Lockdown may have exiled performers to basements and bathrooms, but in an effort to "play on," venue changes haven’t stopped them. Musicians continue to find clever, creative ways to express themselves and share their music with us — simply refusing to let the music stop.
This week we feature a superstar piano trio playing Mendelssohn (glorious), a cellist who plays standing up (I’m not kidding), a violist concertizing in his basement (in full black tie), a conductor reading poetry (it took a lockdown), a one-man orchestra (playing Stravinsky, no less), and two violinists playing video game music (one good reason to let your kids play Nintendo). Don’t miss two renditions of Bach transcriptions — one by a multi-talented bass player who tackles three instruments and the other by a gifted solo violist.
Violinist Joshua Bell, cellist Steve Isserlis, and pianist Jeremy Denk perform the "Andante" from Felix Mendelssohn’s Piano Trio No. 1, Opus 49. (Proof that Mendelssohn truly wrote some of the most beautiful melodies ever.)
For those of you who had/have kids who play the Super Mario Brothers video games (or play them yourself), you’ll enjoy violinists Julian Rhee and Sirena Huang demonstrating the techniques behind the jumps, dives, falls, and triumphs of the characters. (Don’t miss Julian on FIddler's Favorite Recipes preparing Jjajangmyeon.)
Cellist Mike Block, of Yo-Yo Ma’s famed Silk Road Ensemble, gives us Bach in the Bathroom, specifically, J.S. Bach’s "Allemande" No. 6. (I guess I’m glad he’s standing given the only other seating option in there would be….)
V.com contributor, stand-up comic, and violist Scott Slapin gives us a comprehensive history of the viola. Best part: He accomplishes this historic feat in under 10 minutes. (His subtitles are helpful and hilarious.)
Pasadena Symphony & Pops Conductor David Lockington puts down his baton, picks up his pen, and brings us an enchanted reading of his original poem, “Music contains the mysteries.” (Audible Books, take note!)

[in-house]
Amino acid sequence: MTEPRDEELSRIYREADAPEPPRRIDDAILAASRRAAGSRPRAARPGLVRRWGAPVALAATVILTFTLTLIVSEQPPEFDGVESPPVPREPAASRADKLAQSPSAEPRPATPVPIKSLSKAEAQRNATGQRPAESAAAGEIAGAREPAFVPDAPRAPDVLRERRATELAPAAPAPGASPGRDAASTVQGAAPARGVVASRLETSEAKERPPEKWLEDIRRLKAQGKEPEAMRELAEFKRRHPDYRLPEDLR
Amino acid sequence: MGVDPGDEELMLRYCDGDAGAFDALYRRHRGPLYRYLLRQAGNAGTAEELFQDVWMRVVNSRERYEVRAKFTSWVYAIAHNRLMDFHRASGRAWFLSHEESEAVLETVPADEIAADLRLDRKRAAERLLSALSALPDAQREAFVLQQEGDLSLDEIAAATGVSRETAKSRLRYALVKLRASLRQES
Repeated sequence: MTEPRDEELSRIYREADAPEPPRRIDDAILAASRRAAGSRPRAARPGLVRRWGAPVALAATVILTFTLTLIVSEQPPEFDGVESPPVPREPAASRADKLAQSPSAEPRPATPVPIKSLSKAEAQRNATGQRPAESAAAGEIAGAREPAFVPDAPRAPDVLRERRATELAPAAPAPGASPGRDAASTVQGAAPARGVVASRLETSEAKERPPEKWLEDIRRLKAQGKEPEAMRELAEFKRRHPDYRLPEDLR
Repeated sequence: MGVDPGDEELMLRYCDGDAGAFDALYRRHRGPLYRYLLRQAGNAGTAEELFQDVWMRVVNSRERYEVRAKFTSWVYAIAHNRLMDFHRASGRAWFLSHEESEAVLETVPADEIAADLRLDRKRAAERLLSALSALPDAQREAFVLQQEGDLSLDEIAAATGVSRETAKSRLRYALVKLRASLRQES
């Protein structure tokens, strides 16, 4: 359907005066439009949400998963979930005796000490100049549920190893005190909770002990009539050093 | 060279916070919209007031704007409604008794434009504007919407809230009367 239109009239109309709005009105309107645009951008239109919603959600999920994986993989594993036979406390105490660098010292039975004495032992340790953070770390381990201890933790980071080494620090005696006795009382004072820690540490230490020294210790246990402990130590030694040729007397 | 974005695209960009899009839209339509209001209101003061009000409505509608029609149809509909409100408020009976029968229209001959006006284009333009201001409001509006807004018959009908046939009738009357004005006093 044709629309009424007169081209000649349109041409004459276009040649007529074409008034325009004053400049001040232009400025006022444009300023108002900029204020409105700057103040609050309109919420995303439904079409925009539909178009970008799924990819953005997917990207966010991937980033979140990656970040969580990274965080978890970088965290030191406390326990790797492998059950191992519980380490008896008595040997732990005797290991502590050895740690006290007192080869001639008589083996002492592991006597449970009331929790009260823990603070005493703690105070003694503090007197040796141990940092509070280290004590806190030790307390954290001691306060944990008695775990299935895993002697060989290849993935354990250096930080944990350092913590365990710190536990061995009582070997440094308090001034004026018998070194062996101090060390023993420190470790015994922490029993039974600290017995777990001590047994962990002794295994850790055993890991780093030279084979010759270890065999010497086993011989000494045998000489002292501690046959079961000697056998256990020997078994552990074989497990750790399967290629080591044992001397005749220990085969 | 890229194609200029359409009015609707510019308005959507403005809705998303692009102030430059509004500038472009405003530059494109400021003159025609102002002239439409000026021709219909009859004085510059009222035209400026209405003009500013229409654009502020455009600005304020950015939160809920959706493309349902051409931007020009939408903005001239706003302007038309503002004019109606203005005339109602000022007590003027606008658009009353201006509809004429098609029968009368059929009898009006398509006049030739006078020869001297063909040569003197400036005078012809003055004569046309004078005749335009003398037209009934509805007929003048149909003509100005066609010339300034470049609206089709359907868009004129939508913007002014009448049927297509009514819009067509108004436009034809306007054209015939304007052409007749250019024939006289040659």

Michael Brook, Boulder Bach Festival violist, offers a spectacularly beautiful in-home performance of the "Largo" from J. S. Bach’s Sonata No. 3 in C Major, transcribed from violin. This is part of BBF's Music Meditations: Solace Series. (Just to digress, one of the wonderful byproducts of searching for clips is stumbling over an artist such as Michael. I adore his sound, his sensitivity, and his honest approach.)
Colorado Symphony Principal Bass Steve Metcalf plays the "Aria" from J.S. Bach’s Goldberg Variations in a one-man, three instrument arrangement for mandolin, guitar, and bass. (If this were a paying gig, I think it officially counts as a triple!)
For our grand finale, conductor and violinist Carlos Ocaña offers up a one-violin orchestra version of Igor Stravinsky’s "The Rite of Spring, Worshipping the Earth." He literally played and recorded every voice. (Bravo, Carlos!)
With symphony performances almost universally on hiatus, we've put "The Week in Reviews" on hold and instead bring you this roundup of online "lockdown" performances. If you’d like to share links of performances you’ve enjoyed, please do so in the comments or e-mail me for possible inclusion in a later opus.
You might also like:
This article has been archived and is no longer accepting comments.
Violinist.com is made possible by...
Discover the best of Violinist.com in these collections of editor Laurie Niles' exclusive interviews.